Or does it?

Because both episodes close with a tantalizing hint that … NO! MUMMIES DO COME BACK FROM THE DEAD! THEY DO HAUNT THE LIVING! AAAAA!!!

For instance, the Quantum Leap episode (again: spoiler, if you care, since the show's, like, over 20 years in the past) ends with a glimpse of a wrapped hand reaching forward. Oo, spooooky!

Only it's so DUMB. Why spend the whole episode with the main character convincing us that logic will light the way, only to invalidate his whole message in one brief coda? Are we to believe that the villains they apprehended are not the bad guys after all? Or did they in fact cause the mayhem but did so only by orders of the evil mummy overlords and The Curse?

(Wait — that's a menstrual cycle, right? Well, same diff.)

We have since seen multiple other examples of this sort of Mummy Episode. Quantum Leap had extra Mummy Episodes within its run that dealt with other phenomena, like the vampire ("Blood Moon") who's really just a weirdo … until Sam can't look in a mirror to see his reflection … woooo!

Many Mummy Episodes deal with otherworldly messages and psychics who are disproved … or are they? Like The Mentalist, whose whole premise is that psychics are just tricksters but that keeps muddying the waters with appearances from another is-she-isn't-she psychic. I was just watching the middling show Body of Proof (I could say a lot about the writing and acting there, but I wanted something detective-y to watch and it was free on Hulu), and it was the same thing (spoiler alert for reals): The daughters of one family are supposedly possessed by Satan, until it's revealed they've been drugged … but then one of them has these messages from beyond the grave for the main, rational doctor character. Huh-wha?.

Psychics and spiritually possessed characters being generally discredited but who have one zinger of a line per show are such a staple of fiction that sometimes I think we forget that it is just fiction. Only a TV show can have such a convincing moment of beyond-the-grave communication.

The same sort of thing has happened in Bones and House, and you know from the one-word series names (just joking) that these people are über-logical. In fact, Bones makes a career of Mummy Episodes, though you'd expect that from such a nonsensical show. (I even like Bones, but it's so far removed from the science-minded Kathy Reichs novels it's based on that it's astounding.)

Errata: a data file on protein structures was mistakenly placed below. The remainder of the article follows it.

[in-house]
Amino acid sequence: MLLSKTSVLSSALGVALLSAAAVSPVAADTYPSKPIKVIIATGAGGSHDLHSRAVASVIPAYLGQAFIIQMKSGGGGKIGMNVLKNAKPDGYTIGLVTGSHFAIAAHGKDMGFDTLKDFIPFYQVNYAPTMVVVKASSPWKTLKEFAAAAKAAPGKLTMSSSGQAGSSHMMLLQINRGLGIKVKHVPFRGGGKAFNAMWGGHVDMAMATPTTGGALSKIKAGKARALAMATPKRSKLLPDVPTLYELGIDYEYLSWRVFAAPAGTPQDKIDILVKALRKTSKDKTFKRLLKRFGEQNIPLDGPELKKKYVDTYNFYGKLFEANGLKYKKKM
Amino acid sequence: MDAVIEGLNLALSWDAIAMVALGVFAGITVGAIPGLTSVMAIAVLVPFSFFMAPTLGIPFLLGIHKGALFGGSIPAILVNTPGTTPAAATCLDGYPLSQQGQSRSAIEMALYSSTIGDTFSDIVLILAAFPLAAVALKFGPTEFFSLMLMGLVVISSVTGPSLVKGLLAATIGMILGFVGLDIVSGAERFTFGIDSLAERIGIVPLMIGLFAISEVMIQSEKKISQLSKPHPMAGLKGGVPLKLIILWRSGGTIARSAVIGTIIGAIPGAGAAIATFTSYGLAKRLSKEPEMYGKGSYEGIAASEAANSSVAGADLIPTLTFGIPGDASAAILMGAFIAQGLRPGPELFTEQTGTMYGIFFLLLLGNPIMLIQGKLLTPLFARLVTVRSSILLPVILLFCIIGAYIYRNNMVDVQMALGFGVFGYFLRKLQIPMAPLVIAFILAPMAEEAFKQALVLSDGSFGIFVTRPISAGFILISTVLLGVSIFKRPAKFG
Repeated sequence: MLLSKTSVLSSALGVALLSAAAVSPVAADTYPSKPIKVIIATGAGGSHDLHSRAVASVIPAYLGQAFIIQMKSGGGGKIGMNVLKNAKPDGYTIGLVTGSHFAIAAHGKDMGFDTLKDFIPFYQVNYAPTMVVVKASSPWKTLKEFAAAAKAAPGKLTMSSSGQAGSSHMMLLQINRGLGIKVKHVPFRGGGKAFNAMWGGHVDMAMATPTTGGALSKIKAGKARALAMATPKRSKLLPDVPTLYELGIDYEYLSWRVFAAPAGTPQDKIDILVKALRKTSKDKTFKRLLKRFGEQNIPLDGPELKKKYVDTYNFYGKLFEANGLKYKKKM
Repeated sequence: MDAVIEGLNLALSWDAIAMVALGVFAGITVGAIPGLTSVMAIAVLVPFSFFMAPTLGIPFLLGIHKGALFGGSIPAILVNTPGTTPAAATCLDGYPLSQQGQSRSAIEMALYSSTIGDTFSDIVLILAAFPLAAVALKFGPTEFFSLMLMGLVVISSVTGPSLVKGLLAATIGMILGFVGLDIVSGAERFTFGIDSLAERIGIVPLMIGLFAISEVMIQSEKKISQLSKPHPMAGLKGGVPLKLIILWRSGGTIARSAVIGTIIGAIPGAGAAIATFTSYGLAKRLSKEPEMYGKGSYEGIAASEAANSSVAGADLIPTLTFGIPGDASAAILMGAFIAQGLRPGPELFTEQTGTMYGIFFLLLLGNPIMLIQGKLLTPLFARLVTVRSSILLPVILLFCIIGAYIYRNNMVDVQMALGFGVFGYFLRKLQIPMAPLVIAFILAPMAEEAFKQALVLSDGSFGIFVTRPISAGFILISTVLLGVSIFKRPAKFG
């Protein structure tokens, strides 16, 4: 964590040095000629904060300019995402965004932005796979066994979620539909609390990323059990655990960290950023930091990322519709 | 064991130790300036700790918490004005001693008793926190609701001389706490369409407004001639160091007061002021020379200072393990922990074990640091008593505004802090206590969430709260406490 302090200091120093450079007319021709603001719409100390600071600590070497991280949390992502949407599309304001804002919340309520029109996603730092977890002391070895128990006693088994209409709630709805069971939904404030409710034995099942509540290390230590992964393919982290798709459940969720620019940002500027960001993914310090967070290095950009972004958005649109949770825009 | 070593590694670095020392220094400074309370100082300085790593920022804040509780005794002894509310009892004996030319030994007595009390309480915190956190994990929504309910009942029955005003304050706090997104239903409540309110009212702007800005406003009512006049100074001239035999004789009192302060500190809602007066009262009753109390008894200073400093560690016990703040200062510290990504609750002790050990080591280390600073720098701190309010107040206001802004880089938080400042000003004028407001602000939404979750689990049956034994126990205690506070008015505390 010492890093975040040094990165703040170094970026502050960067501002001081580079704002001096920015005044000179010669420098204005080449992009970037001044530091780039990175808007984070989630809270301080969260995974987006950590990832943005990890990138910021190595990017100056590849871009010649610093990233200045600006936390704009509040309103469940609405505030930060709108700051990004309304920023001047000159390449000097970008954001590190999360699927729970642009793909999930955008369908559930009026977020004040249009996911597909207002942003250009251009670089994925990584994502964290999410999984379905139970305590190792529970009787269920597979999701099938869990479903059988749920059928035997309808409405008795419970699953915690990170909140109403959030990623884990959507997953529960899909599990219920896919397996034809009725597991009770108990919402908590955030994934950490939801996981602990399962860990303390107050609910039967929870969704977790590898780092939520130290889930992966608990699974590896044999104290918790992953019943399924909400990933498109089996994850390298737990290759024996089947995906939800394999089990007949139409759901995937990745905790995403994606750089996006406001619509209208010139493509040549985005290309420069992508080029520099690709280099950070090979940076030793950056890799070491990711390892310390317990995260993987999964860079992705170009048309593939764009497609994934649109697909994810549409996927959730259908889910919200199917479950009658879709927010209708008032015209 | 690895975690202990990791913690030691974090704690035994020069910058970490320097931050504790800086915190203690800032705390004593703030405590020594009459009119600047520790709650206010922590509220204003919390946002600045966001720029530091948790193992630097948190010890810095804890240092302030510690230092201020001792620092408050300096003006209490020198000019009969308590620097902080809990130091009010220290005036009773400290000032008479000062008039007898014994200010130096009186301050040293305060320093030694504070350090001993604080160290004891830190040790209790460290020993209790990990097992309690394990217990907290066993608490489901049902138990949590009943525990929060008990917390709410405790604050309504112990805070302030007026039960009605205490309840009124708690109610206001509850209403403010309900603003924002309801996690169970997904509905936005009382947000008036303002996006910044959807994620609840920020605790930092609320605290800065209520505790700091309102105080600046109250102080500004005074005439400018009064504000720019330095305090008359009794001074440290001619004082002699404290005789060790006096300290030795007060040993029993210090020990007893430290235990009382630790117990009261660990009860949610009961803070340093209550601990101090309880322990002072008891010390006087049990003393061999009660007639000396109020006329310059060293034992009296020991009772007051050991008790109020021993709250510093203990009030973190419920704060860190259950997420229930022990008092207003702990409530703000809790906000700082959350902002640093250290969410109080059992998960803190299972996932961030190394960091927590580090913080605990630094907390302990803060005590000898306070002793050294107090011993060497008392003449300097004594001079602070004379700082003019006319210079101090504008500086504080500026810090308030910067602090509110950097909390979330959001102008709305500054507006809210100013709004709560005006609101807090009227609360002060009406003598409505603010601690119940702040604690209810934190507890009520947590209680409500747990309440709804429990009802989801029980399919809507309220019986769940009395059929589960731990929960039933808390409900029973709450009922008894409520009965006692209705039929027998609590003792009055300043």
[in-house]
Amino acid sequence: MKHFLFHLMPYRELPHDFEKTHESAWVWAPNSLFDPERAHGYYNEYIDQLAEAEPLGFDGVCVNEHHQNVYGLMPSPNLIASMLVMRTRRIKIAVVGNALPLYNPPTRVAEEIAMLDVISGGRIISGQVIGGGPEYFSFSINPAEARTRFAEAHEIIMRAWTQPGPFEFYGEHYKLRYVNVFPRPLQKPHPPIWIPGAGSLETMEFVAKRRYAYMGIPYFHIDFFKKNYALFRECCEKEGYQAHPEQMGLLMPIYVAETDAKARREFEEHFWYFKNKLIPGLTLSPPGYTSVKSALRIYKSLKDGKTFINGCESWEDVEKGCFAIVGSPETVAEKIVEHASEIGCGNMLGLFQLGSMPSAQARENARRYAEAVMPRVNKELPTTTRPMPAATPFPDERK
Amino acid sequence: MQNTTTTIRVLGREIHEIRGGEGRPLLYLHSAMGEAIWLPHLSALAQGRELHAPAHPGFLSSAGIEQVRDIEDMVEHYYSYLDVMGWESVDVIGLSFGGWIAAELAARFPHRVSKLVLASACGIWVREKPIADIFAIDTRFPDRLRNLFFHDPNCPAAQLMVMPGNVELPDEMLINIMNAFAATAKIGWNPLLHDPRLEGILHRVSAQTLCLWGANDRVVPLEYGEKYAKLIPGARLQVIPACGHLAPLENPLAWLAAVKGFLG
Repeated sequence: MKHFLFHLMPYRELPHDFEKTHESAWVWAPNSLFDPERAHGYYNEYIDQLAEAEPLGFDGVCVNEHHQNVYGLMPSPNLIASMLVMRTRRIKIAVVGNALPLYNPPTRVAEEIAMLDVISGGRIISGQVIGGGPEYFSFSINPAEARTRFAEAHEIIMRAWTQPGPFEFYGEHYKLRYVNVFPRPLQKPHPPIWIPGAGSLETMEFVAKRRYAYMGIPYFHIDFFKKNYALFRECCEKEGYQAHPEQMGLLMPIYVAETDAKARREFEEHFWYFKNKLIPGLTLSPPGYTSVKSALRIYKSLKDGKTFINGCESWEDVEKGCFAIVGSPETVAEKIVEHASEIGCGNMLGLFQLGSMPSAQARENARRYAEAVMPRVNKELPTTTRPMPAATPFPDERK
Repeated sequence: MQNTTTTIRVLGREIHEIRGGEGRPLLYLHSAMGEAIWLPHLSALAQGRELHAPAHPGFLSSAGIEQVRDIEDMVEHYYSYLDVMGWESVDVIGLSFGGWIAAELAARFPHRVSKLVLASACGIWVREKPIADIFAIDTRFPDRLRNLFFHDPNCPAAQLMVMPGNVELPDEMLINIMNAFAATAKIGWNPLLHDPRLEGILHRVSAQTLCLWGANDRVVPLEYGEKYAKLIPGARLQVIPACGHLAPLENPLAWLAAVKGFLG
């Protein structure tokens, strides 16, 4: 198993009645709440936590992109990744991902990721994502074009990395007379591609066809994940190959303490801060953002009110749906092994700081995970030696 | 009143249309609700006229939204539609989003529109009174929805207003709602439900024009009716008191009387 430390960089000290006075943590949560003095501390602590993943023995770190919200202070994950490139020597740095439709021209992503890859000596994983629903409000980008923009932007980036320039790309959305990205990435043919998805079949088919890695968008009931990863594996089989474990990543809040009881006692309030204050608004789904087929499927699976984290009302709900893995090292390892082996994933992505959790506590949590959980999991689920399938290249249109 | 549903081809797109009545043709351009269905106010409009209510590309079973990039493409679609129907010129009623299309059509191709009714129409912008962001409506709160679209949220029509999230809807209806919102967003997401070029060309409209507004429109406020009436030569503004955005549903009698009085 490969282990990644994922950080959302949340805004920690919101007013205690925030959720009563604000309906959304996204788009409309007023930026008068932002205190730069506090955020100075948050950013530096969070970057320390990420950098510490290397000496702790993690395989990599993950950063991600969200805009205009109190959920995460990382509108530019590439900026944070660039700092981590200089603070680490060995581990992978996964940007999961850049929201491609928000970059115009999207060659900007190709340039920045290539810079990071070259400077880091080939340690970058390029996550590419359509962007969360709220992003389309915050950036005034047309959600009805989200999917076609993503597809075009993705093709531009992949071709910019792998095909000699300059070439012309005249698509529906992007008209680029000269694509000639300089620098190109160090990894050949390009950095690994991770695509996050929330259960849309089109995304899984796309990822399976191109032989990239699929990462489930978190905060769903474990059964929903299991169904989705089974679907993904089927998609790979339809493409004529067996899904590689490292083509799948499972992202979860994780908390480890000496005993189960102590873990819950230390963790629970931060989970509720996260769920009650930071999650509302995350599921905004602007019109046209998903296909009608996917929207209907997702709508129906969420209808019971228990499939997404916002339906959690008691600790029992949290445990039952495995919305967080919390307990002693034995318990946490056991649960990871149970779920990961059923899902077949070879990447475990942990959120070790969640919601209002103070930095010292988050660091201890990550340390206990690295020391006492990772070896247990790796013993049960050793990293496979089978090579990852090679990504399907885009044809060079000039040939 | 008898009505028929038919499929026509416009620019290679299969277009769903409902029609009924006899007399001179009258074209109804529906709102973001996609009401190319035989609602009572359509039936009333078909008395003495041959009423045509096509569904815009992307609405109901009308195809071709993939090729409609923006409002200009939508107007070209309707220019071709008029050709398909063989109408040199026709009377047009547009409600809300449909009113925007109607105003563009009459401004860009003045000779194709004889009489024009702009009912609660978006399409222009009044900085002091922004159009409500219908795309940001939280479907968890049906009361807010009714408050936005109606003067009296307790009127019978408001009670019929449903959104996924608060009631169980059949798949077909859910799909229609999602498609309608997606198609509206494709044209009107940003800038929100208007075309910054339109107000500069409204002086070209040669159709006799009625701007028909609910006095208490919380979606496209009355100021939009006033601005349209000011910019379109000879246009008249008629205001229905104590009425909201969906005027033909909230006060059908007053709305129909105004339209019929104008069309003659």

Other variations on the Mummy Episode include aliens from outer space, mythological creatures, angels, ghosts, visitations from the (non-mummified) dead, or mysterious objects reappearing where they shouldn't be. At least one character insists such things are not logical and proves the point against the more gullible characters by solving the mystery — until the ending provides a hint that, no, the seemingly fictional element really was real.

And as for the purest form, it's shocking how many Mummy Episodes contain mummies. It's probably around 30%. Can you imagine if 30% of episodes that "jumped the shark" involved actual shark jumping?

The problem with Mummy Episodes is that the infuriating ending negates everything that's gone before. It's like if each Scooby Doo episode ended with revealing that the ghosts were just bad guys in masks … and then another ghost floated by and everyone ran for cover into the Mystery Machine. The whole point of mystery shows is that there's a logical explanation for what's happening that can be deduced through observation and right thinking, and that the main character is the right person for that job. To have that undermined by a glimpse of something spooooky at the end makes all the hard work meaningless.

Agatha Christie gave Hercule Poirot a Mummy Episode of sorts … only hers ended the right way: with bad guys captured, superstition unmasked, and mummy curses disproved. The very goofily enjoyable Psych even had an actual marauding mummy in an episode who was revealed to be a real-life mortal murderer, end of story. So not everybody falls under the curse of the Mummy Episode!

Look out for Mummy Episodes now and tell me when you see one!

{Added October 22, 2013:} Castle's Episode 110 from Season 6, "Time Will Tell," deals with oh-my-gosh-are-they-really-real time travelers.

Photo Credit: Leapers Unite


Forward vs. foreword

The copy editor is in.
I'm presenting occasional posts on the use of English,
not to be pedantic but just for the fun of language.

Vorwort = a strong sign that English is a Germanic language!

This one should be short and simple. I'd think it wasn't even necessary, except that I just picked up a published book with the wrong term used. (Oh, I know — mistakes in books wouldn't normally horrify me, but this one seemed egregious given that one of the options is a book-specific term.)

"Forward" is the descriptive word we all know and love meaning in or toward the front. (It has lesser meanings that are more metaphorically inclined, such as "precocious" and "brash.")

"Foreword" is a noun referring to a front introductory section in a book, usually written by someone other than the author, who presents and endorses the author and the premise.


Sunday Surf: Respect, comparing stats, and guarding from hackers

Links to share, from Writing Tidbits:

(It's been awhile, so I'm breaking them into separate posts.)